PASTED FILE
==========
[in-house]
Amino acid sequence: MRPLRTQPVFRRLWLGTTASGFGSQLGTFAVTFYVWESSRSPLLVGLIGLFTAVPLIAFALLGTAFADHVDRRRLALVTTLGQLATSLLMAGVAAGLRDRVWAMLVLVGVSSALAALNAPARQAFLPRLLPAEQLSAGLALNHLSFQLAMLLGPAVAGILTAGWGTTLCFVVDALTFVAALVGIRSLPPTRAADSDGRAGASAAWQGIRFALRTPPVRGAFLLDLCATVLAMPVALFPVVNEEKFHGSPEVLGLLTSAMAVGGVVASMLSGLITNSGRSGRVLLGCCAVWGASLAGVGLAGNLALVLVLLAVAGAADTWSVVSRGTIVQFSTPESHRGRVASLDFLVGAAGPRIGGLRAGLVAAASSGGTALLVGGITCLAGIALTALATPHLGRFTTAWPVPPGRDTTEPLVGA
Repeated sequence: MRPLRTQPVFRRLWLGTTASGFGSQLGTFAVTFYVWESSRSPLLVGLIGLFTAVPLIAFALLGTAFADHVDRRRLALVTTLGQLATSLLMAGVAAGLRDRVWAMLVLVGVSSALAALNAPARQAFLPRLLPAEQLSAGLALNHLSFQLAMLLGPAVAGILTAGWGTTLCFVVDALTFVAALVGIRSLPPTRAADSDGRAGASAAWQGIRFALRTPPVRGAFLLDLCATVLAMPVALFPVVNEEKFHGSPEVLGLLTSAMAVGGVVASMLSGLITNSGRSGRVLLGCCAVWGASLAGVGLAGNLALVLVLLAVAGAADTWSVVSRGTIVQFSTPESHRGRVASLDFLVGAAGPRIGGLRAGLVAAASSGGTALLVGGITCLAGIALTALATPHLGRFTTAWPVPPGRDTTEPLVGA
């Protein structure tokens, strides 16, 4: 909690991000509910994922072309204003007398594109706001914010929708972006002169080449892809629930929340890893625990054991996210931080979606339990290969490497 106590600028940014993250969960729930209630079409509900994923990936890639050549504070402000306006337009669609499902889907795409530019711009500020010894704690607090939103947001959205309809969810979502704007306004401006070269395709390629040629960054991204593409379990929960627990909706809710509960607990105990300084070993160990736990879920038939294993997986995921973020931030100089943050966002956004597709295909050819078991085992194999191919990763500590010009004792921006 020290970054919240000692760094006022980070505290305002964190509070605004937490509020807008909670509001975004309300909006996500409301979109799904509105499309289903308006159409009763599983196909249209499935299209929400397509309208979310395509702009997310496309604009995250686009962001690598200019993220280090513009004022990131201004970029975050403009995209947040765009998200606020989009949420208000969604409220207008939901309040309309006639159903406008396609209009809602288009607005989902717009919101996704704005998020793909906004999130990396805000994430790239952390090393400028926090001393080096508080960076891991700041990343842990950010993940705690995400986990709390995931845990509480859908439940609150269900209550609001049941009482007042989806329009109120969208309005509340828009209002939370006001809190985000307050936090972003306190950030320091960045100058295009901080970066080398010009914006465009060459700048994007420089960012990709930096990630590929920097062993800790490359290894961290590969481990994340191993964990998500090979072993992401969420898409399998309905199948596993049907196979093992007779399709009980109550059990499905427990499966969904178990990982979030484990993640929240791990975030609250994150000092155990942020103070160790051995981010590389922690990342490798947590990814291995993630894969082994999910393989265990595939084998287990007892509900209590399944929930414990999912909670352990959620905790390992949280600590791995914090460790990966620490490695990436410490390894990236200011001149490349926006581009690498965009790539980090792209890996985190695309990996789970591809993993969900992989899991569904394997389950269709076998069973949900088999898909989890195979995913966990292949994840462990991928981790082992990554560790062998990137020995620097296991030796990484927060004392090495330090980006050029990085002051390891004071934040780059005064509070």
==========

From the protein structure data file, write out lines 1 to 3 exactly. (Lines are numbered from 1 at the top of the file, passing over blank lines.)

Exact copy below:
[in-house]
Amino acid sequence: MRPLRTQPVFRRLWLGTTASGFGSQLGTFAVTFYVWESSRSPLLVGLIGLFTAVPLIAFALLGTAFADHVDRRRLALVTTLGQLATSLLMAGVAAGLRDRVWAMLVLVGVSSALAALNAPARQAFLPRLLPAEQLSAGLALNHLSFQLAMLLGPAVAGILTAGWGTTLCFVVDALTFVAALVGIRSLPPTRAADSDGRAGASAAWQGIRFALRTPPVRGAFLLDLCATVLAMPVALFPVVNEEKFHGSPEVLGLLTSAMAVGGVVASMLSGLITNSGRSGRVLLGCCAVWGASLAGVGLAGNLALVLVLLAVAGAADTWSVVSRGTIVQFSTPESHRGRVASLDFLVGAAGPRIGGLRAGLVAAASSGGTALLVGGITCLAGIALTALATPHLGRFTTAWPVPPGRDTTEPLVGA
Repeated sequence: MRPLRTQPVFRRLWLGTTASGFGSQLGTFAVTFYVWESSRSPLLVGLIGLFTAVPLIAFALLGTAFADHVDRRRLALVTTLGQLATSLLMAGVAAGLRDRVWAMLVLVGVSSALAALNAPARQAFLPRLLPAEQLSAGLALNHLSFQLAMLLGPAVAGILTAGWGTTLCFVVDALTFVAALVGIRSLPPTRAADSDGRAGASAAWQGIRFALRTPPVRGAFLLDLCATVLAMPVALFPVVNEEKFHGSPEVLGLLTSAMAVGGVVASMLSGLITNSGRSGRVLLGCCAVWGASLAGVGLAGNLALVLVLLAVAGAADTWSVVSRGTIVQFSTPESHRGRVASLDFLVGAAGPRIGGLRAGLVAAASSGGTALLVGGITCLAGIALTALATPHLGRFTTAWPVPPGRDTTEPLVGA